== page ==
The cuts to the company tax rate since the mid 1980s have coincided with lower real GDP growth rates, lower wages growth, lower productivity, and higher average unemployment and underemployment.

There is not a skerrick of evidence to support the BCA’s lobbying whinge that they need a company tax cut.

But what about their main argument that:

The ultimate goal of government spending must be to improve community living standards through the provision of crucial services such as education and health care, public infrastructure, national defence and a social safety net to protect the most vulnerable …

[But] … our continuing poor budget position undermines capacity to improve living standards …

A growing fiscal gap will lead to a debt blow out and much higher taxes or blunt program cuts … Without action, the fiscal gap will grow ever wider – until it provokes a painful economic correction involving both cuts to services and higher taxes …

Structural deficits of at least 3 per cent are being locked in, creating (in today’s terms) some $50 billion additional debt each year ….

Deficits are not an escape route. They are just a credit card – in Australia’s case, one issued by foreign lenders. The debt has to be repaid in the future by taxpayers or by cutting services …

High debt exposure is impairing our capacity to respond to economic shocks and threatening Australia’s AAA credit rating …

The window for action is rapidly closing …

Budget repair will require both immediate measures to prevent deterioration or slippage in the budget position and deeper structural reforms of major areas of expenditure over the medium term to shore up budget sustainability well ahead of 2025 …

The economy’s capacity to fund spending is diminishing just as the risk of global economic upheaval is increasing …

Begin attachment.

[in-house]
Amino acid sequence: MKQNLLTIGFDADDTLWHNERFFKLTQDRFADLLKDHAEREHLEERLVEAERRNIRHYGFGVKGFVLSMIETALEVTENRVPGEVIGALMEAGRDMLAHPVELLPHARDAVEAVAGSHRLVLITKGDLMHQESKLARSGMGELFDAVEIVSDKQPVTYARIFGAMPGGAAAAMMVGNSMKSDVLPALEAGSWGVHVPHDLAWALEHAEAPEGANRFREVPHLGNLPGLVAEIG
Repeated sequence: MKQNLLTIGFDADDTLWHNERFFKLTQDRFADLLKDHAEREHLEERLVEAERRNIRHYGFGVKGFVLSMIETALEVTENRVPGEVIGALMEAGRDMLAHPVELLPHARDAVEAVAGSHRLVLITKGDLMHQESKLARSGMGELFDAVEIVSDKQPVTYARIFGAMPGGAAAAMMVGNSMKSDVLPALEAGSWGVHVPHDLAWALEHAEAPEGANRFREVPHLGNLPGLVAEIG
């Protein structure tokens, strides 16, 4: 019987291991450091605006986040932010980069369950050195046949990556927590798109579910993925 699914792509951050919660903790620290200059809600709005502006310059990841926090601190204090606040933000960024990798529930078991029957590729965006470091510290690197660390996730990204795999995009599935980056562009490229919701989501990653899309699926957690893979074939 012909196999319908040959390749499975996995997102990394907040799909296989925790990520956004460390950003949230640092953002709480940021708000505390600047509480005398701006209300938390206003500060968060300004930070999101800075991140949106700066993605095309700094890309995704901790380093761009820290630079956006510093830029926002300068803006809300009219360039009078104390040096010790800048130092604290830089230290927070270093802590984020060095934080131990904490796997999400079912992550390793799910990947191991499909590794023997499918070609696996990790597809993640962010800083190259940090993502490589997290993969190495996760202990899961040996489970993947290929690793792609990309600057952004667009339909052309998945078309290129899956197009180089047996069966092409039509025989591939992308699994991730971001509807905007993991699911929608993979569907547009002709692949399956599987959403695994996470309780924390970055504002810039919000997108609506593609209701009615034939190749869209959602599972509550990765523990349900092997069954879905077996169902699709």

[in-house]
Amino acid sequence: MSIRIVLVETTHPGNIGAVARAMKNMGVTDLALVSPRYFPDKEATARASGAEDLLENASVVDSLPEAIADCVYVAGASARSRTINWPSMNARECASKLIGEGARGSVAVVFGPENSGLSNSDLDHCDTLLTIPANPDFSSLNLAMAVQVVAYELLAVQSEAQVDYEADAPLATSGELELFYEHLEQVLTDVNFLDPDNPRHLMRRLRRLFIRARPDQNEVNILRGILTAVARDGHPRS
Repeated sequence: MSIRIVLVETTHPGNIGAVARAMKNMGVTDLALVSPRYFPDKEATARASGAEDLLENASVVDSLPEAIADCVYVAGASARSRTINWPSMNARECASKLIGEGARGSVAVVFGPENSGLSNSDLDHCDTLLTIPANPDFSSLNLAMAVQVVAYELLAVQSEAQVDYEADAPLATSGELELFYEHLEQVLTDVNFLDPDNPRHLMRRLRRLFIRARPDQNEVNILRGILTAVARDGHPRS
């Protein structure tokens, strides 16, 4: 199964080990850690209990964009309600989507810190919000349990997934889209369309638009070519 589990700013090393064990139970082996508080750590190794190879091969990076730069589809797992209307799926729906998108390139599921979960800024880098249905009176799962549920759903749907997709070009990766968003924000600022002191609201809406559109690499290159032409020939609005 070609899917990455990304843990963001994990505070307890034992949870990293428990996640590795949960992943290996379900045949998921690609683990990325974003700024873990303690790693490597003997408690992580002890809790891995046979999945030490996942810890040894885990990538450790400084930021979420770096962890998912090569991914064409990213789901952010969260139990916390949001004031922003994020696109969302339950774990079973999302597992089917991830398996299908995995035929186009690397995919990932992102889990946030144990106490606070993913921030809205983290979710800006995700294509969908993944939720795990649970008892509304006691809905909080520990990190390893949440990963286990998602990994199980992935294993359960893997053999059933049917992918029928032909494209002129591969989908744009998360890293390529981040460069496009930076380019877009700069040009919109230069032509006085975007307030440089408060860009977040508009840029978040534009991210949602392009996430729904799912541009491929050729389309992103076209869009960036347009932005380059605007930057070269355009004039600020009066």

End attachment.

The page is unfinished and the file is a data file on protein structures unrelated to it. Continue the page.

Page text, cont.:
Progressively return the budget to surplus to build resilience and flexibility for dealing with economic shocks and volatility, and for underpinning business confidence and investment.

Oh, my god! Its a catastrophe! The window is “rapidly closing” – let some air in. Hack into government spending, quick, before it is too late.

In that last set of quotes almost every one of the neo-liberal (lying) claims are rehearsed.

Oh, I forget to add:

Budget improvement is crucial for safeguarding the prosperity of current and future generations.

Ah, I feel better now. Our grandchildren are also in peril. We will all go down together in the deficit spiral!

F*ck, where does one start with all of that.

The ABC news report of the BCA’s release – Budget repair urgently needed or ordinary Australians will suffer, Business Council says – certainly didn’t make any reasonable start on informing its readers etc of the nonsensical nature of the BCA’s claims.

It chose to repeat claims like:

The BCA equates the alarming scenario of possible social security cuts to eliminating the entire education and defence budgets,

Okay, kids and grandkids, not only are we going to lumber you with debt that will have to pay off once we have lived it up and sailed off into the heavenly sunset, but we are going to deprive you of education and leave you vulnerable to foreign invasion.

We are a nice lot, eh!

But, don’t despair, the ABC reported that:

Without dramatic cuts, the BCA said social services would have to be slashed, which could see the equivalent of a third of today’s social security budget reduced.

So we are going to attack some of us too – the weak ones, who cannot fight back.

The ABC is our national broadcaster and claims it must present all views. That news report had no alternative view and our public broadcaster is fast becoming just another megaphone for the self-serving neo-liberal corporatist lobby.

So in this fake news era, here are the facts (in summary form). If you want chapter and verse go to my Debriefing 101 Category and start at the beginning.

Pushing back towards a fiscal surplus will drive the private domestic sector into even higher debt

The fiscal deficit in Australia is currently running around 2 per cent GDP.

The average current account deficit since fiscal year 1974-74 to 2015-16 has been -3.9 per cent of GDP. So we might consider that sort of performance to continue. There is certainly no expectation that the current account will suddenly record the outcomes assumed.